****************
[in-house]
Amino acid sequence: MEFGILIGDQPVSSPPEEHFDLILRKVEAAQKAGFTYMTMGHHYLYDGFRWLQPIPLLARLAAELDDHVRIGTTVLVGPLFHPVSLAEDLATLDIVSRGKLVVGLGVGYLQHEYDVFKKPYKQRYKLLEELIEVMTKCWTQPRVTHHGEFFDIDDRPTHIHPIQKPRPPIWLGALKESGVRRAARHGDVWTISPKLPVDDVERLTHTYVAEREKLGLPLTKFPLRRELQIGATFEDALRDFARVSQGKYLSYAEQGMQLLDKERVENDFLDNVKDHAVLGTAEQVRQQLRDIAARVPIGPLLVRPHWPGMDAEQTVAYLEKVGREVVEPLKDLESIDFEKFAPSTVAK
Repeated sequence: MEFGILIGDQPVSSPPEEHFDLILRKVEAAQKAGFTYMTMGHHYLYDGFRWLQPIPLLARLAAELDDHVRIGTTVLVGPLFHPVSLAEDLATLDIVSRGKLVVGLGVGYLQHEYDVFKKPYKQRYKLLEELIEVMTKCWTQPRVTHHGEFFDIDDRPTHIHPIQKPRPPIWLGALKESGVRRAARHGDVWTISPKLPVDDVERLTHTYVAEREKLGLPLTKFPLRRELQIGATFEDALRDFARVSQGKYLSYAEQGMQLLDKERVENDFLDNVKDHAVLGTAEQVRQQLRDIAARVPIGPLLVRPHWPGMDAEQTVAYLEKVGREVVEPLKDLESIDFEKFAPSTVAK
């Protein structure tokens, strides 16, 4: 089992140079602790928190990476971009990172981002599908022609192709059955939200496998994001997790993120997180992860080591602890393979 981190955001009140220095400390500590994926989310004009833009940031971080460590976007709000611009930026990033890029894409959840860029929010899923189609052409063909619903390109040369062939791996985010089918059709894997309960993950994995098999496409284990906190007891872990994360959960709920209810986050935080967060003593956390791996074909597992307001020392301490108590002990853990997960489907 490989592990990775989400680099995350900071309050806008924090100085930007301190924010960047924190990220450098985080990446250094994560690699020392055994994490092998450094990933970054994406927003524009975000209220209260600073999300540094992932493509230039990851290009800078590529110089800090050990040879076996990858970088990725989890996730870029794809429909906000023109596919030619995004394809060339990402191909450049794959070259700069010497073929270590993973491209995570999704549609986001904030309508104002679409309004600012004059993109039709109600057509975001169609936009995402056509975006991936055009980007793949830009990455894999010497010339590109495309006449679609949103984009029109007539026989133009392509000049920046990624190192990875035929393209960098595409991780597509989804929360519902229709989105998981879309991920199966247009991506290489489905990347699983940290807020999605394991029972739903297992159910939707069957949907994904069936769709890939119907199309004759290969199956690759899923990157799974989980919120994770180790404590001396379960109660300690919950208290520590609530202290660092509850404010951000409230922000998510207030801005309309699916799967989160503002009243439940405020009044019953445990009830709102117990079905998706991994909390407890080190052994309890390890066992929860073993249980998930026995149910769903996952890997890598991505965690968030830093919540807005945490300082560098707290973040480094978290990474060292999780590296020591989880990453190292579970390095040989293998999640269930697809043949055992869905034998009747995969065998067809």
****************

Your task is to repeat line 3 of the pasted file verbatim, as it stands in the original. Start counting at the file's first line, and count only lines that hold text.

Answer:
Repeated sequence: MEFGILIGDQPVSSPPEEHFDLILRKVEAAQKAGFTYMTMGHHYLYDGFRWLQPIPLLARLAAELDDHVRIGTTVLVGPLFHPVSLAEDLATLDIVSRGKLVVGLGVGYLQHEYDVFKKPYKQRYKLLEELIEVMTKCWTQPRVTHHGEFFDIDDRPTHIHPIQKPRPPIWLGALKESGVRRAARHGDVWTISPKLPVDDVERLTHTYVAEREKLGLPLTKFPLRRELQIGATFEDALRDFARVSQGKYLSYAEQGMQLLDKERVENDFLDNVKDHAVLGTAEQVRQQLRDIAARVPIGPLLVRPHWPGMDAEQTVAYLEKVGREVVEPLKDLESIDFEKFAPSTVAK